Interestingly, one research paper I will get around to posting sometime [ I have quite a selection of serious field research on race, sex and diversity that will make little Lefty heads explode 🙂 ] points to Protestantism as a necessary feature of HIGH TRUST societies. Repeating from yesterday, high social trust is a requisite for a functional civil society and the creation of social and political institutions associated with democracy and capitalism.

    China is officially under the thrall of an atheistic rationalist ideology, and religious practices are discouraged amongst the sheeple. Its an authoritarian hell hole.

    India is hardcore religious but is a Third World dump – and don’t try to tell me its a thriving or “developing” democracy.

    Then look at all the other 3rd world dumps – Mexico heavy Catholic and native mumbo jumbo producing freakish hybrid religious practices. Ditto for the rest of the latino countries.

    So only correlation is between Protestantism – which screams WHITE – and successful capitalist democratic states.

    • Mefrostate

       /  July 11, 2017

      1. “Repeating from yesterday, high social trust is a requisite for a functional civil society and the creation of social and political institutions associated with democracy and capitalism.”

      I agree that social trust is important, and am a strong believer in liberal democracy and inclusive institutions. I am perfectly happy for immigrants to be required to indicate belief in these shared values as part of their residency process. If they do so, I don’t care what skin colour or religion they are.

      2. “one research paper I will get around to posting sometime [ I have quite a selection of serious field research on race, sex and diversity that will make little Lefty heads explode 🙂 ] points to Protestantism as a necessary feature of HIGH TRUST societies.”

      Please do. I’m particularly interested in evidence that a) homogeneity of religious beliefs are significant for generating high social trust, or that b) Protestantism is superior to other systems, all else being equal.

      3. “Seems Allen Wilkinson has a similiar response to you that religion is the active ingredient.”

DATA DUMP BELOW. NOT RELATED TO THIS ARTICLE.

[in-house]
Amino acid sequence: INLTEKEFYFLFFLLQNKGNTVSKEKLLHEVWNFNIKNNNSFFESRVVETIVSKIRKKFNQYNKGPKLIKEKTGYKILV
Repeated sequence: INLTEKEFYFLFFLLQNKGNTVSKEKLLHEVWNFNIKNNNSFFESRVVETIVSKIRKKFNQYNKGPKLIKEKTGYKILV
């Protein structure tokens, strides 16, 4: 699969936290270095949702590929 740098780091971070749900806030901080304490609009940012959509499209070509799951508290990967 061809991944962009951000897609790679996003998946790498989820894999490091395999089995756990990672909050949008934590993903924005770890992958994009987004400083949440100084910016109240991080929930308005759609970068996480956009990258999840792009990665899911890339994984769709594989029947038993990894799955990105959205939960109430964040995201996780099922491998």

I’m unconvinced on this point, and on 2a) and 2b), as I think other factors make up at least 99% of the ingredients. In fact, looking at countries today, religiosity has a negative relationship with prosperity.

      4. “China is officially under the thrall of an atheistic rationalist ideology, and religious practices are discouraged amongst the sheeple. Its an authoritarian hell hole. India is hardcore religious but is a Third World dump – and don’t try to tell me its a thriving or “developing” democracy. Then look at all the other 3rd world dumps – Mexico heavy Catholic and native mumbo jumbo producing freakish hybrid religious practices. Ditto for the rest of the latino countries.”

      For one thing, these kinds of vignettes ignore both the numerous other factors at play, and the numerous counter-examples (Japan, South Korea, Singapore). But they’re also useless unless you have your own strategy for helping these countries develop. Do they just need to be converted to Protestantism? Or do they need to be both white-skinned and Protestant?

      4. “So only correlation is between Protestantism – which screams WHITE – and successful capitalist democratic states.”

      In summary, your claim that the only path to a successful state is white->Protestant->social trust->capitalist & democratic->successful state appears tenuous in logic and completely unsupported in fact.

      • Anonymous Coward

         /  July 11, 2017

        In the timeframes that were being discussed yesterday religion was something of a red herring that Al brought up.
        The advantages certain areas had, as outlined in Guns, Germs and Steel. predate organised religion as we know it by many thousand years. Those advantages did lead to the advancements that led to organised religions, but I see religion as a result and not a cause.

        • Alan Wilkinson

           /  July 11, 2017